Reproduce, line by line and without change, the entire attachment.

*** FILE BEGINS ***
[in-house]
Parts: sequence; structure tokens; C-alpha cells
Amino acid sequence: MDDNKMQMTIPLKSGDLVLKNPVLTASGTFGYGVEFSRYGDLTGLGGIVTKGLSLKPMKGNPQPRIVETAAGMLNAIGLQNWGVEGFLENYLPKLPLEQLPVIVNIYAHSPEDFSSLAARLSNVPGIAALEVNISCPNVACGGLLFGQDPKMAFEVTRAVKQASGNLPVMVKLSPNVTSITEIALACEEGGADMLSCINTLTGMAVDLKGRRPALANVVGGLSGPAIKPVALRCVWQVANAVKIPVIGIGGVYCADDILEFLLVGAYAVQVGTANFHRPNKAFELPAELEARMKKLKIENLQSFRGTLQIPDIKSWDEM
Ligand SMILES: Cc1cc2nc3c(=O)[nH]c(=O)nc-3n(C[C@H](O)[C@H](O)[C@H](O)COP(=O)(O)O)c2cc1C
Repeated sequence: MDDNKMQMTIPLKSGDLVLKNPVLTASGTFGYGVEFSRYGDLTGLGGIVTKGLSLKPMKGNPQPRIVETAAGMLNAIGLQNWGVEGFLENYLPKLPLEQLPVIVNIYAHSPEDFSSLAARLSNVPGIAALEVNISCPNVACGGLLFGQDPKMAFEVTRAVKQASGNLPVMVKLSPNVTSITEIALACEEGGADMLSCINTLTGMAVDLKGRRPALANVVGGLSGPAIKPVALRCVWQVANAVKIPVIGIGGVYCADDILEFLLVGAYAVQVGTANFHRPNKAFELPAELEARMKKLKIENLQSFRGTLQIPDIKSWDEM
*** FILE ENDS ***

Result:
[in-house]
Parts: sequence; structure tokens; C-alpha cells
Amino acid sequence: MDDNKMQMTIPLKSGDLVLKNPVLTASGTFGYGVEFSRYGDLTGLGGIVTKGLSLKPMKGNPQPRIVETAAGMLNAIGLQNWGVEGFLENYLPKLPLEQLPVIVNIYAHSPEDFSSLAARLSNVPGIAALEVNISCPNVACGGLLFGQDPKMAFEVTRAVKQASGNLPVMVKLSPNVTSITEIALACEEGGADMLSCINTLTGMAVDLKGRRPALANVVGGLSGPAIKPVALRCVWQVANAVKIPVIGIGGVYCADDILEFLLVGAYAVQVGTANFHRPNKAFELPAELEARMKKLKIENLQSFRGTLQIPDIKSWDEM
Ligand SMILES: Cc1cc2nc3c(=O)[nH]c(=O)nc-3n(C[C@H](O)[C@H](O)[C@H](O)COP(=O)(O)O)c2cc1C
Repeated sequence: MDDNKMQMTIPLKSGDLVLKNPVLTASGTFGYGVEFSRYGDLTGLGGIVTKGLSLKPMKGNPQPRIVETAAGMLNAIGLQNWGVEGFLENYLPKLPLEQLPVIVNIYAHSPEDFSSLAARLSNVPGIAALEVNISCPNVACGGLLFGQDPKMAFEVTRAVKQASGNLPVMVKLSPNVTSITEIALACEEGGADMLSCINTLTGMAVDLKGRRPALANVVGGLSGPAIKPVALRCVWQVANAVKIPVIGIGGVYCADDILEFLLVGAYAVQVGTANFHRPNKAFELPAELEARMKKLKIENLQSFRGTLQIPDIKSWDEM